The outlook for Connecticut Attorney General Richard Blumenthal’s current Senate campaign has dimmed considerably tonight, thanks to an incisive Times report. Blumenthal has regularly referenced his service in Vietnam in speeches, appearances at veterans’ ceremonies, and assorted other events throughout his political career. The one minor detail he repeatedly left out? He never actually went to Vietnam. The Times has reported that Blumenthal received at least five military deferments and “took repeated steps that enabled him to avoid going to war,” landing a spot in a Washington D.C.–based Marine Reserve unit instead.
In public appearances, Blumenthal has said things like “We have learned something important since the days that I served in Vietnam,” and “When we returned, we saw nothing like this,” among other recorded references to time spent overseas.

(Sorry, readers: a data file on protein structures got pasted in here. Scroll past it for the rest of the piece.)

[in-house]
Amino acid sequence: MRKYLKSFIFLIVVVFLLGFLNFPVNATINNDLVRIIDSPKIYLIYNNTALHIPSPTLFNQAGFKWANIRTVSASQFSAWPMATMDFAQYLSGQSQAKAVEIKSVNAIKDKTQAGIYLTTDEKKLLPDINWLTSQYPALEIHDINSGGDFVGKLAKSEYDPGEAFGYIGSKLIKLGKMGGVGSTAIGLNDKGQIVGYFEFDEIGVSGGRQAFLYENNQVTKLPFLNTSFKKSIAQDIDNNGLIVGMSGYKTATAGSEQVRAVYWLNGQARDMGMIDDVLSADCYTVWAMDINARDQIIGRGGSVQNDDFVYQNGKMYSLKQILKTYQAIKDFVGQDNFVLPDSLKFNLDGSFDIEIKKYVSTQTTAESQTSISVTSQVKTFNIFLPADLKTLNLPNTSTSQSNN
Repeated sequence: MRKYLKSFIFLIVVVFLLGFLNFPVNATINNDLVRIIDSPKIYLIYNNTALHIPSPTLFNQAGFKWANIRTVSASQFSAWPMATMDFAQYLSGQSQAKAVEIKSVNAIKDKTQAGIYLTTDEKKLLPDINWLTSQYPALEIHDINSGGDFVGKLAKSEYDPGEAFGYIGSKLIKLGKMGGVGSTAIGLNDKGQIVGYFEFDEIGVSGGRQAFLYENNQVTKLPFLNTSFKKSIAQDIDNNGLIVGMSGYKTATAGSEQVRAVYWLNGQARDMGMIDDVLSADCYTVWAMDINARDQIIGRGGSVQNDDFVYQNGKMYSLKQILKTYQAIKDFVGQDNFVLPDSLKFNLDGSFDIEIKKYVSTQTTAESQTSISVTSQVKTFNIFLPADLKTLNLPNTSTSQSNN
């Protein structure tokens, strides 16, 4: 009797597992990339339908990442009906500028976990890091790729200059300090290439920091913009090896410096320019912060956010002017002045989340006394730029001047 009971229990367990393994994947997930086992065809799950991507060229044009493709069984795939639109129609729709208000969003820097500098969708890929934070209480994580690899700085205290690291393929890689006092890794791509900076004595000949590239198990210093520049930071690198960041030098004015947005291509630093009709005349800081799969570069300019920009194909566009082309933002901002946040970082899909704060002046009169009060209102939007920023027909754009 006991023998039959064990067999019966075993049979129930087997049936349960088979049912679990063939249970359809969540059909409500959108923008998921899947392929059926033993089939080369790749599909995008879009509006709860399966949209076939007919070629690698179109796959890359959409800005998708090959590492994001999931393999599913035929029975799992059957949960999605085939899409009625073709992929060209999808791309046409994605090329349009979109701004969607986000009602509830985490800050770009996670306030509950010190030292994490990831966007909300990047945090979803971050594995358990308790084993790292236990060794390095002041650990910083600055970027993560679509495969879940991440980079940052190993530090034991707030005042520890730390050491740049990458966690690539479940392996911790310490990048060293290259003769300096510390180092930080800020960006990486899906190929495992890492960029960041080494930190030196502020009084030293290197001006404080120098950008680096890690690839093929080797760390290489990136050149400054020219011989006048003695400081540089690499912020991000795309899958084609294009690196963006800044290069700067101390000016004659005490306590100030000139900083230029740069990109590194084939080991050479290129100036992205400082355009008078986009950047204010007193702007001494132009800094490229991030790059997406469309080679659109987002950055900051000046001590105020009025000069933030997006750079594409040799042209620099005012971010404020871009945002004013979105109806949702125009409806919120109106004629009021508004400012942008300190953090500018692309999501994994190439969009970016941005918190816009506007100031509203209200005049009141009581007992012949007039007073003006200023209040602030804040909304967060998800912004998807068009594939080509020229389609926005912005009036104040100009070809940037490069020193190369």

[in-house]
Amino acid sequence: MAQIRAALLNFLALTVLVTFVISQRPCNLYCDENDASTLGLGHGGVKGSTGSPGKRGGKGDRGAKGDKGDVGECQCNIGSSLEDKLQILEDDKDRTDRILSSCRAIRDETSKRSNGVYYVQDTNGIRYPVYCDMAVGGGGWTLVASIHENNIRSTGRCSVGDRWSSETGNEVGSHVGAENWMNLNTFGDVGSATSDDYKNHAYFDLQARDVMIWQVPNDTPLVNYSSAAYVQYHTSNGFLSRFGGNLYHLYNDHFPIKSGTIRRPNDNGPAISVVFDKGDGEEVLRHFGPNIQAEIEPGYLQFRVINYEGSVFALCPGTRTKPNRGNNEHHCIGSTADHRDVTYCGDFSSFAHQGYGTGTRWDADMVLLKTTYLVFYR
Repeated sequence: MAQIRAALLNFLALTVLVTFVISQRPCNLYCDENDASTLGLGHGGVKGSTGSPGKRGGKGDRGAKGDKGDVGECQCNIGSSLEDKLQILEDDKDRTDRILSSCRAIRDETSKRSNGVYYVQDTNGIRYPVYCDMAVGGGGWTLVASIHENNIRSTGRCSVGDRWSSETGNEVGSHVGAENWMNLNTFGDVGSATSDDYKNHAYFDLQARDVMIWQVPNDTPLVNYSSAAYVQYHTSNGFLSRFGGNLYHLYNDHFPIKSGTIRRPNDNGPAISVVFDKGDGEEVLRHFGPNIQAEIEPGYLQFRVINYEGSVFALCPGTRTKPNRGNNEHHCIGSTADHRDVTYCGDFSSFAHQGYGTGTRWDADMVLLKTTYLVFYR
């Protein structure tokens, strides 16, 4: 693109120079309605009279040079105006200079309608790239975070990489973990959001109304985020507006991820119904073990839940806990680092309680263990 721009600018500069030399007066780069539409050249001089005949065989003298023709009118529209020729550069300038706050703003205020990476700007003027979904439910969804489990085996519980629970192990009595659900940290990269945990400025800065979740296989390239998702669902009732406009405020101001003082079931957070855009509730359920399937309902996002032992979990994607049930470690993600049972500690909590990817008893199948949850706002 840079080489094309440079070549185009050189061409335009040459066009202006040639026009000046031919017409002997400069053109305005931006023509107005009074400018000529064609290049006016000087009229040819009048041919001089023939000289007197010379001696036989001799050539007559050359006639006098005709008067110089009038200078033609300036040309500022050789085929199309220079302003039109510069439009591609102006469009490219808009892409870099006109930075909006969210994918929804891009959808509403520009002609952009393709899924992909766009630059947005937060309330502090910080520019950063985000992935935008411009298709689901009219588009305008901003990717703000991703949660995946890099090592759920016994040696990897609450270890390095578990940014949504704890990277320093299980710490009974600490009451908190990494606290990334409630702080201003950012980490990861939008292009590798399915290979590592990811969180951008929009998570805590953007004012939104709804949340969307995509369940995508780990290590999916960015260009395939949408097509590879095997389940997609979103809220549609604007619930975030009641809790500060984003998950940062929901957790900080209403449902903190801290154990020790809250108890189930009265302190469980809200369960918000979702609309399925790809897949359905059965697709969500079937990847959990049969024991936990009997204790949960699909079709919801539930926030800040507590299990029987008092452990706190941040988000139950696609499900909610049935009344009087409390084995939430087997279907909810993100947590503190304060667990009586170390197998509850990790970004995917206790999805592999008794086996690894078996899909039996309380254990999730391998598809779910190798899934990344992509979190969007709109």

“An examination of his remarks at the ceremonies shows that he does not volunteer that his service never took him overseas. And he describes the hostile reaction directed at veterans coming back from Vietnam, intimating that he was among them,” the paper posits.
When questioned by the Times, Blumenthal admitted to misspeaking at one event, and said he may have done so on other occasions: “My intention has always been to be completely clear and accurate and straightforward, out of respect to the veterans who served in Vietnam,” he said.